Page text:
ISM model is split in eight different levels. The bottom level consists of a key driving challenge V11 (i.e. high cost and low return related problem), whereas the topmost level consists of two highly dependent challenges namely V1 (i.e. risk of using digital services) and V14 (i.e. lack of trust). The prescribed ISM model shows the involvement of “high cost and low return related problem (V11)”, which triggers further challenges of DFS.

Originality/value

None of the existing research has explored key challenges to DFS in detail nor formulated a framework for such challenges. To the best of the authors’ knowledge, this is the first paper on DFS that attempts to collate its challenges and incorporate them in a hierarchical model using ISM and further divide them into four categories of factors using fuzzy MICMAC analysis.

Article
Publication date: 14 March 2019

Abdullah M. Baabdullah, Ali A. Alalwan, Nripendra P. Rana, Pushp Patil and Yogesh K. Dwivedi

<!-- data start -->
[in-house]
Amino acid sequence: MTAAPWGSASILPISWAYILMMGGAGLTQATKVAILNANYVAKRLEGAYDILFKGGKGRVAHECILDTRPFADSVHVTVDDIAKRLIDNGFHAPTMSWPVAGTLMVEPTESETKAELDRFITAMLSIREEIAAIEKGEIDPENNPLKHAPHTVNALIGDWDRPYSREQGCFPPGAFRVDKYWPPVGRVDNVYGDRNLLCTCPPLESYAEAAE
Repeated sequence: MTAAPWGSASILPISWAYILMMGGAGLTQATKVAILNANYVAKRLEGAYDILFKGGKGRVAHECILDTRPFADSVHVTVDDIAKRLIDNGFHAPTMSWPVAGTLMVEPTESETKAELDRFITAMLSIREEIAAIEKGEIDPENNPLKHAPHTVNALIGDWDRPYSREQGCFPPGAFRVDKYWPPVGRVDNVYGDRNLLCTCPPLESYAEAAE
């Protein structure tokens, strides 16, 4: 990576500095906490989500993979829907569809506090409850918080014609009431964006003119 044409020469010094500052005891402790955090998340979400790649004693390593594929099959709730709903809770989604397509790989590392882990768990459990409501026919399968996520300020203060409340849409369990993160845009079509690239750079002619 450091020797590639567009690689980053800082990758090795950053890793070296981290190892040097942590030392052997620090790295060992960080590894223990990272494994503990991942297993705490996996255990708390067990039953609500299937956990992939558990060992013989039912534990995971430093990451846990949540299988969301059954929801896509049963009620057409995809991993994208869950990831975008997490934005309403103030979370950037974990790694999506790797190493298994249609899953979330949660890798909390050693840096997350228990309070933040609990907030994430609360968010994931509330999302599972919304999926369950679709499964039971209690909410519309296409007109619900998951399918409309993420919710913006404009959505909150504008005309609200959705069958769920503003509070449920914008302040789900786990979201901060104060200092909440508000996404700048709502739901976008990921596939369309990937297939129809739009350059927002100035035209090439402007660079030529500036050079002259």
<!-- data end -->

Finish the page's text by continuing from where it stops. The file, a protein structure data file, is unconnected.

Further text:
The purpose of this paper is to identify and examine the most important factors that could predict the Saudi customer’s continued intention towards adoption of mobile banking.

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Abstract

Purpose

The purpose of this paper is to identify and examine the most important factors that could predict the Saudi customer’s continued intention towards adoption of mobile banking.

Design/methodology/approach

The proposed conceptual model was based on the technology acceptance model (TAM) and task-technology fit (TTF) model. This is also expanded by considering two additional factors: perceived privacy and perceived security. By using a self-administered questionnaire, the data were collected from a convenience sample of Saudi banking customers from different parts of Saudi Arabia.